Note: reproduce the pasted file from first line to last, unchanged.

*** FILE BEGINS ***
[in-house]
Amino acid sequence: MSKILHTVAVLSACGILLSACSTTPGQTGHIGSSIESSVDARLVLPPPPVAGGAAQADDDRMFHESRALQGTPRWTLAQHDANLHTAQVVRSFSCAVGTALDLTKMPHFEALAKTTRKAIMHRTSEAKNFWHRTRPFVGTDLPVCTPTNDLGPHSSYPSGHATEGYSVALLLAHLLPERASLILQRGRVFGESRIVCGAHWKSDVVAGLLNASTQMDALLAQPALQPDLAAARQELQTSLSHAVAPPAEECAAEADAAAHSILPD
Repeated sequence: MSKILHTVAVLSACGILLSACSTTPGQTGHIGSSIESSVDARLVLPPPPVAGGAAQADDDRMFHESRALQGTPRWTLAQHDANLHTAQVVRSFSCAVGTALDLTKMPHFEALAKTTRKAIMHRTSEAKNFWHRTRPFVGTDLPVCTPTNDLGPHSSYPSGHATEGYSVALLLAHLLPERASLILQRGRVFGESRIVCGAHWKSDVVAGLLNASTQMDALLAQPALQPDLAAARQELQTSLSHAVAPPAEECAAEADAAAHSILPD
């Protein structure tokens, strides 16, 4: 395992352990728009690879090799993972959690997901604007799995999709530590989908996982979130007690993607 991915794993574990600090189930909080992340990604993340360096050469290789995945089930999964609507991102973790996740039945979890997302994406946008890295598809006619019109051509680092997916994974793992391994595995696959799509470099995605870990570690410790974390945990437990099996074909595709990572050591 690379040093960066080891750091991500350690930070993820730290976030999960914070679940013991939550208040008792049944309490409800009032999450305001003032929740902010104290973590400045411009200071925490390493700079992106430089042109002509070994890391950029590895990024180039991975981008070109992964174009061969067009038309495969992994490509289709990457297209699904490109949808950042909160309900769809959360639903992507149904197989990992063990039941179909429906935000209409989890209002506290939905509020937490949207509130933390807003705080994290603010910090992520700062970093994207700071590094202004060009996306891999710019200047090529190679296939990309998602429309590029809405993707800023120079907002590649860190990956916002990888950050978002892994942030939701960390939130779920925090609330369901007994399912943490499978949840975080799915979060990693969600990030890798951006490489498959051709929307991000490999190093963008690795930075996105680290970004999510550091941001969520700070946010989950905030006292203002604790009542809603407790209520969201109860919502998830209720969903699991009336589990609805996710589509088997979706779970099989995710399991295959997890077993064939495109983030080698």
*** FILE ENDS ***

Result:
[in-house]
Amino acid sequence: MSKILHTVAVLSACGILLSACSTTPGQTGHIGSSIESSVDARLVLPPPPVAGGAAQADDDRMFHESRALQGTPRWTLAQHDANLHTAQVVRSFSCAVGTALDLTKMPHFEALAKTTRKAIMHRTSEAKNFWHRTRPFVGTDLPVCTPTNDLGPHSSYPSGHATEGYSVALLLAHLLPERASLILQRGRVFGESRIVCGAHWKSDVVAGLLNASTQMDALLAQPALQPDLAAARQELQTSLSHAVAPPAEECAAEADAAAHSILPD
Repeated sequence: MSKILHTVAVLSACGILLSACSTTPGQTGHIGSSIESSVDARLVLPPPPVAGGAAQADDDRMFHESRALQGTPRWTLAQHDANLHTAQVVRSFSCAVGTALDLTKMPHFEALAKTTRKAIMHRTSEAKNFWHRTRPFVGTDLPVCTPTNDLGPHSSYPSGHATEGYSVALLLAHLLPERASLILQRGRVFGESRIVCGAHWKSDVVAGLLNASTQMDALLAQPALQPDLAAARQELQTSLSHAVAPPAEECAAEADAAAHSILPD
């Protein structure tokens, strides 16, 4: 395992352990728009690879090799993972959690997901604007799995999709530590989908996982979130007690993607 991915794993574990600090189930909080992340990604993340360096050469290789995945089930999964609507991102973790996740039945979890997302994406946008890295598809006619019109051509680092997916994974793992391994595995696959799509470099995605870990570690410790974390945990437990099996074909595709990572050591 690379040093960066080891750091991500350690930070993820730290976030999960914070679940013991939550208040008792049944309490409800009032999450305001003032929740902010104290973590400045411009200071925490390493700079992106430089042109002509070994890391950029590895990024180039991975981008070109992964174009061969067009038309495969992994490509289709990457297209699904490109949808950042909160309900769809959360639903992507149904197989990992063990039941179909429906935000209409989890209002506290939905509020937490949207509130933390807003705080994290603010910090992520700062970093994207700071590094202004060009996306891999710019200047090529190679296939990309998602429309590029809405993707800023120079907002590649860190990956916002990888950050978002892994942030939701960390939130779920925090609330369901007994399912943490499978949840975080799915979060990693969600990030890798951006490489498959051709929307991000490999190093963008690795930075996105680290970004999510550091941001969520700070946010989950905030006292203002604790009542809603407790209520969201109860919502998830209720969903699991009336589990609805996710589509088997979706779970099989995710399991295959997890077993064939495109983030080698």